Capturing photos on a bright, sunny day is a piece of cake for any photographer. Any normal lens or basic photography skills will do the trick. But it takes exceptional skills and the best digital cameras to capture the moment when there’s less light around. Low-light digital photography pushes the envelope and tests your photographic skills. You’ll have to go all guns blazing to find more light to get a clear and crisp photo in such conditions. There are few tips that you’ll have to familiarize with to enhance your low-light photography.
Low-light Photography Tips
Use a fast lens
If you don’t have enough light around to focus on an object, use a fast lens. A fast lens is nothing but a lens with a wide aperture. The wider the aperture, the more light will be showered on the image. The disadvantageous aspect of a wide aperture is that it generates a shallow depth of field. Having a shallow depth of field can only be disadvantageous if you want to defocus the background. If you happen to use a DSLR, faster lens is easily available at a cheap price tag.
For this, you can go for the one with 50mm prime lens. However, if you happen to use a point-and-shoot, this tip will go in vain as the lens is already attached. The 50mm lens will come with an aperture value of f/1.8. The lower the number, the wider the aperture. F/1.8 is the maximum value you can go for because f/1.8 at 50mm offers an extremely shallow depth of field. This tip will help you let in a lot of light and get some amazing photos in low-light conditions.
Scale down the shutter speed
Shutter speed is defined as the speed at which the camera’s shutter opens and closes. The shorter the shutter stays open, the less light gets in. But the longer the shutter stays open, the more light will get in and you’ll get a motion blur. A slow shutter speed is helpful only when you are taking a landscape photo as nothing is really moving around. However, if you are taking a landscape photo at night, using a slower shutter speed will turn out to be ideal to do low-light photography.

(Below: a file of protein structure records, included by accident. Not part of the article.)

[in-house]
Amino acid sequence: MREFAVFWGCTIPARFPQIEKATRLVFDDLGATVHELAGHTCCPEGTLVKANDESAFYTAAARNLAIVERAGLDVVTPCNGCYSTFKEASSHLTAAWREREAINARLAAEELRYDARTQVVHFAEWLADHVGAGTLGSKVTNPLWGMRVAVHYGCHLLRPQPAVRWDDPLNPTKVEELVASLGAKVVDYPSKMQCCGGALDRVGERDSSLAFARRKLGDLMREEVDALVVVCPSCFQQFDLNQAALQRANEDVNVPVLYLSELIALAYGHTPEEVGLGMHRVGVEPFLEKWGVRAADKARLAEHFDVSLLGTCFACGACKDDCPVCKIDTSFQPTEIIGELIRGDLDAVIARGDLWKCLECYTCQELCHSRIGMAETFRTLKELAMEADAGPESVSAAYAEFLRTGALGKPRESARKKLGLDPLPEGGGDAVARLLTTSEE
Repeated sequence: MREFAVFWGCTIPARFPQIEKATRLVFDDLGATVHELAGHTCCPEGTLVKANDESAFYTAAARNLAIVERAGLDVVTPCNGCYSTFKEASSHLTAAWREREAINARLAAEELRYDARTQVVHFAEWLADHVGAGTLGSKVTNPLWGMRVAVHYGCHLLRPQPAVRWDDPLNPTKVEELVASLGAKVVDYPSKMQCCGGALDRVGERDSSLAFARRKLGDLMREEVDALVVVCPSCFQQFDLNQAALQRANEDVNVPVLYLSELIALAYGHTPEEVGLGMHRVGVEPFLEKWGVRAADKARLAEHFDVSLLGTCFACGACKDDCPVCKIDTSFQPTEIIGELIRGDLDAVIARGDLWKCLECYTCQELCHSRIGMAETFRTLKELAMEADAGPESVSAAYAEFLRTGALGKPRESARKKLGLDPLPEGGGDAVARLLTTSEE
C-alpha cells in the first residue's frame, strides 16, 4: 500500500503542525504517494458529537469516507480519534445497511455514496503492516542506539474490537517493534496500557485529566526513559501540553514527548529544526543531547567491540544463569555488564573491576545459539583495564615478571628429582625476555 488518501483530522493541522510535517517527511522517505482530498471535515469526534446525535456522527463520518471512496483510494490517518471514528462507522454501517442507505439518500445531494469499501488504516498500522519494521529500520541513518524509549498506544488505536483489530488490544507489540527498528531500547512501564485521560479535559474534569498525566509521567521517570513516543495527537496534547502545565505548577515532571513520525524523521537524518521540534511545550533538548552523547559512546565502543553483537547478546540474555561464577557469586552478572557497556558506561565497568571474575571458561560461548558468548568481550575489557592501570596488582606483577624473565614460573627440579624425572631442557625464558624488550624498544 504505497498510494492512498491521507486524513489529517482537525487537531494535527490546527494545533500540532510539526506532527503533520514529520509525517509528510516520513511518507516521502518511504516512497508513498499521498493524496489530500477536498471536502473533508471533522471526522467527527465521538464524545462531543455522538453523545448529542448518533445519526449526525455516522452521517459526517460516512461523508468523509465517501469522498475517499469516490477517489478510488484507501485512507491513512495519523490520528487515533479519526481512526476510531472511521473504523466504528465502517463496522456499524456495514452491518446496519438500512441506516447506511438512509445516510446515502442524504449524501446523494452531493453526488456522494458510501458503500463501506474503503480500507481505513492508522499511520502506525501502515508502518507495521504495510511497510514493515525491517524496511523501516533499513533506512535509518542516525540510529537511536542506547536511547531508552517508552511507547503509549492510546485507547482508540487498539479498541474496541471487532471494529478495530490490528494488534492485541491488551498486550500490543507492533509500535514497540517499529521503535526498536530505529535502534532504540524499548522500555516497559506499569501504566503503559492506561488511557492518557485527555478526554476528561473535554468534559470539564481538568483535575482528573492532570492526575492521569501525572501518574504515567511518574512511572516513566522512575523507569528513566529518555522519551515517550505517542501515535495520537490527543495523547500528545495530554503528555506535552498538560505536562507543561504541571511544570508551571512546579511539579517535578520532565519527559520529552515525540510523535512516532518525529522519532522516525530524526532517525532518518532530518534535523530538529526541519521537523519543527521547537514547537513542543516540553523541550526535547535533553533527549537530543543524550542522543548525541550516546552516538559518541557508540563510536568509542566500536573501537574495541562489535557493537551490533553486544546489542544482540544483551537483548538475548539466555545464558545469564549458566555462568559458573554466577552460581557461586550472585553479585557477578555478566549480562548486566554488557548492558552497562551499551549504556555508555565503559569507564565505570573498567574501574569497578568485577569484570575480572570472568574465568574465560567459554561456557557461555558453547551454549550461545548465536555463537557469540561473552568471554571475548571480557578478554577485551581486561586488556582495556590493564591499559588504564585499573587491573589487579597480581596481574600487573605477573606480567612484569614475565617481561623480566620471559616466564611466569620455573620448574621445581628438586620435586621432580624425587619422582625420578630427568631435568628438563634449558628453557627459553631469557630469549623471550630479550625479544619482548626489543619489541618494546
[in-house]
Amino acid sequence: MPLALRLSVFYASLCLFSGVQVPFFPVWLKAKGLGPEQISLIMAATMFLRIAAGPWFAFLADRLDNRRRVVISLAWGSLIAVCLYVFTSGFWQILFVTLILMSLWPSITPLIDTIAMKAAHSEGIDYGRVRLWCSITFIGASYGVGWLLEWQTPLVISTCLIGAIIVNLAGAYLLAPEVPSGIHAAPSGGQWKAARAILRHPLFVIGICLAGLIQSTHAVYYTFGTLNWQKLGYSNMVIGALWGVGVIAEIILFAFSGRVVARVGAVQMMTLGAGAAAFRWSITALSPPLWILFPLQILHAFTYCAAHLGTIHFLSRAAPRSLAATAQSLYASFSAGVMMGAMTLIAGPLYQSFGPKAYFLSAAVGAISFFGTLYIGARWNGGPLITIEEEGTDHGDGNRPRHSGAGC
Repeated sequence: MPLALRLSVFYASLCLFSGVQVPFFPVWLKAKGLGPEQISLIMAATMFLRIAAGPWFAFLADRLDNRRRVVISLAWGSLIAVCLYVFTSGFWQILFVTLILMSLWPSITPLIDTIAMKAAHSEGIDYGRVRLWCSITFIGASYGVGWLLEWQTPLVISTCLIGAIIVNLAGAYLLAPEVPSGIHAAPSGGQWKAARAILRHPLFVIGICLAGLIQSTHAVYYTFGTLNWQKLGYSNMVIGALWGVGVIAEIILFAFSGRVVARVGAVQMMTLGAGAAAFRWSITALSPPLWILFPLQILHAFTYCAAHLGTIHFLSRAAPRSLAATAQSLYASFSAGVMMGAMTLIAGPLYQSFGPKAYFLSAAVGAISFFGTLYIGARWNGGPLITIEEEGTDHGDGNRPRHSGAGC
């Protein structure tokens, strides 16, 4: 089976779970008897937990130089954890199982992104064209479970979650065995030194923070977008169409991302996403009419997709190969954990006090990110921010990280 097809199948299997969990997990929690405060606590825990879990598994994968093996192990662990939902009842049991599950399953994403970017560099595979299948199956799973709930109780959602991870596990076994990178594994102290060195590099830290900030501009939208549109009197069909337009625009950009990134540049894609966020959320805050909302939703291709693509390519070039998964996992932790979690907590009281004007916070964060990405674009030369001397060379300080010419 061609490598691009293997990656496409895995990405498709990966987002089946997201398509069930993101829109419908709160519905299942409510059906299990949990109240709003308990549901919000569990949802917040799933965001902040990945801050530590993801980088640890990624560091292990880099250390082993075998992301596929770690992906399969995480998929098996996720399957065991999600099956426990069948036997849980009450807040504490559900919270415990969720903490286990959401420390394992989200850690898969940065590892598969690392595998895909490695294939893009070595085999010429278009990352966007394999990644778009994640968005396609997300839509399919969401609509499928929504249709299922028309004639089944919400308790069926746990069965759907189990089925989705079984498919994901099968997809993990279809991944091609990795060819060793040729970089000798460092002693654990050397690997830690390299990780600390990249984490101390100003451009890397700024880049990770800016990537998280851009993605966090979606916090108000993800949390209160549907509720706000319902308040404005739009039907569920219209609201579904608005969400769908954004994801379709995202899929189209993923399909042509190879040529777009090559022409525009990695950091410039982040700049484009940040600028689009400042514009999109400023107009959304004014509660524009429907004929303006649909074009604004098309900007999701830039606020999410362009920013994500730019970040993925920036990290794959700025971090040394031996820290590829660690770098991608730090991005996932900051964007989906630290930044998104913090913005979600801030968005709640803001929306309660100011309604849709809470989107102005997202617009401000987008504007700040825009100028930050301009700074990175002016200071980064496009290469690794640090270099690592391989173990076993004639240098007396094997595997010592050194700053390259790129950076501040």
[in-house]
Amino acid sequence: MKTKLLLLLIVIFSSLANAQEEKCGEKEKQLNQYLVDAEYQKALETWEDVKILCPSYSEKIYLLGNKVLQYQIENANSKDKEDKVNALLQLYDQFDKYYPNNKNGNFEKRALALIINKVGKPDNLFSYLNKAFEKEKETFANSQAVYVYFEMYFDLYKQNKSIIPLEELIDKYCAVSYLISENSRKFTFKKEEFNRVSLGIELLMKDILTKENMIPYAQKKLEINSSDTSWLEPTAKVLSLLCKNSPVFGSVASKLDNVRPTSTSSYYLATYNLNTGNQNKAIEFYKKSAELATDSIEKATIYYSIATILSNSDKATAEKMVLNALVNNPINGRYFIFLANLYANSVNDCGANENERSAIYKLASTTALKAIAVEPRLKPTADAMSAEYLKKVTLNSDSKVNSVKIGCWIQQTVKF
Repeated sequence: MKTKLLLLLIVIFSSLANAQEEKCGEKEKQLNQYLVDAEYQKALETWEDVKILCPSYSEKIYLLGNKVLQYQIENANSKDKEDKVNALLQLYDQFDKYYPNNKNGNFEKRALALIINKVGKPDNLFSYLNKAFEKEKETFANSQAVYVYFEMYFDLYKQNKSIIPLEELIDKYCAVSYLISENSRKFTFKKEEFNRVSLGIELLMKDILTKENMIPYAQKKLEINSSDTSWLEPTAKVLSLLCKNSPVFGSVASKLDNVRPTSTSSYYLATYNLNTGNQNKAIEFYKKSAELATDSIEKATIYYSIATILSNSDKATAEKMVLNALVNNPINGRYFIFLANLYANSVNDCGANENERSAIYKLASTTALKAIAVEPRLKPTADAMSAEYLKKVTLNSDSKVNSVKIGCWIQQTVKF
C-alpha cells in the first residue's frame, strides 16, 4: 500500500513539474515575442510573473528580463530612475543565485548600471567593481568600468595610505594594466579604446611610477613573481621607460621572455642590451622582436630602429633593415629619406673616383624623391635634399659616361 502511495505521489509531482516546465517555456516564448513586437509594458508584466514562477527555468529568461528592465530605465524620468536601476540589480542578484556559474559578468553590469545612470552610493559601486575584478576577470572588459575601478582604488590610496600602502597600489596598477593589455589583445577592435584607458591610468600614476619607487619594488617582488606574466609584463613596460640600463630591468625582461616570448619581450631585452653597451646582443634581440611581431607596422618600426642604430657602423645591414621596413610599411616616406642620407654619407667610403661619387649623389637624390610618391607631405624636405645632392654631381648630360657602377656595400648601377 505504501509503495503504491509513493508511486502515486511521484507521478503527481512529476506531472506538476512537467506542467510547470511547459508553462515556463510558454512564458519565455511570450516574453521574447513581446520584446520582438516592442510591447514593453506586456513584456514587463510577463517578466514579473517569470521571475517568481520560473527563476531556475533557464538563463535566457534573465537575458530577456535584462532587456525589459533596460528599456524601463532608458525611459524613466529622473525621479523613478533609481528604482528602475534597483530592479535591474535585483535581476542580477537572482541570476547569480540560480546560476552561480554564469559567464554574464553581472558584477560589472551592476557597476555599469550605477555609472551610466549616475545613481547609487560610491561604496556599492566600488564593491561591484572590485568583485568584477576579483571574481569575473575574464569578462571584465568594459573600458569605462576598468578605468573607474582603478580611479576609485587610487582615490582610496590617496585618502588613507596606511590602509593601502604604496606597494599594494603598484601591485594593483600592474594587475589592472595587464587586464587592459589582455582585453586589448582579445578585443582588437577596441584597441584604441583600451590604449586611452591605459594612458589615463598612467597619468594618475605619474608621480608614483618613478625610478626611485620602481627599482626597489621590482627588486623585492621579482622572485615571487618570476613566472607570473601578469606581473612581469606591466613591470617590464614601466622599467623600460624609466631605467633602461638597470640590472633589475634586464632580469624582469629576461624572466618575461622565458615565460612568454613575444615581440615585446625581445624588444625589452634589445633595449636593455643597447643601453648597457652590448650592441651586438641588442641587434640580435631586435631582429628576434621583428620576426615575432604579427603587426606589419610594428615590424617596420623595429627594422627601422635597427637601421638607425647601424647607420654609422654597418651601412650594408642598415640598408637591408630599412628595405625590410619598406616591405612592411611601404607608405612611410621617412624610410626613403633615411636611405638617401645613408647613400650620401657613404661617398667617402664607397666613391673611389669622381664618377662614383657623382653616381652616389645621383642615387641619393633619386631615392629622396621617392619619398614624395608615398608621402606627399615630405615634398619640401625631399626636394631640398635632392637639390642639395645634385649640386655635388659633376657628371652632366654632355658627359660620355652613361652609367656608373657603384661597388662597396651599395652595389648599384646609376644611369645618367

Increase your ISO
ISO is measured by the sensitivity of your sensor to the light. The more the ISO, the more sensitive your sensor is. At lower ISOs, you get crisp representation of light. However, you can increase the sensitivity when you don’t have enough light around. In terms of setting the ISO value, ISO 100 or 200 is enough with the presence of life. Whereas, ISO 400 or 800 works for low-lit indoor conditions. Best digital cameras that have ISO ratings up to 3200 or higher. Keep in mind that if you unnecessarily increase the ISO value, the picture will come with higher noise levels.
However, the noise levels depend on the camera you use. A high-quality digital camera will eliminate the noise levels at higher ISOs. Setting up an ISO value of 800 on a shoot-and-point will create a little noise, but no noise will be created if you use a DSLR. As a matter of fact, this won’t be a concern if you are printing small-size photos.
Make sensible use of your flash
A flash washes off the subject and creates bizarre lighting effects. In some cases, it is useful as the light you have doesn’t do the job. In this case, you can diffuse the light with the help of the things lying around. Some people make diffusion out of paper or scotch tape that can be placed over it to generate softer light. The other useful options include the craft form, white plastic spoon, and empty cigarette packer or drawer liner.
There are also some best point and shoot camera available that can be equally efficient. Carry out all these steps and get better at low-light photography. Remember, practice all these tips before you enter a low-lit area before you invest in the best cameras and put your photography skills to test.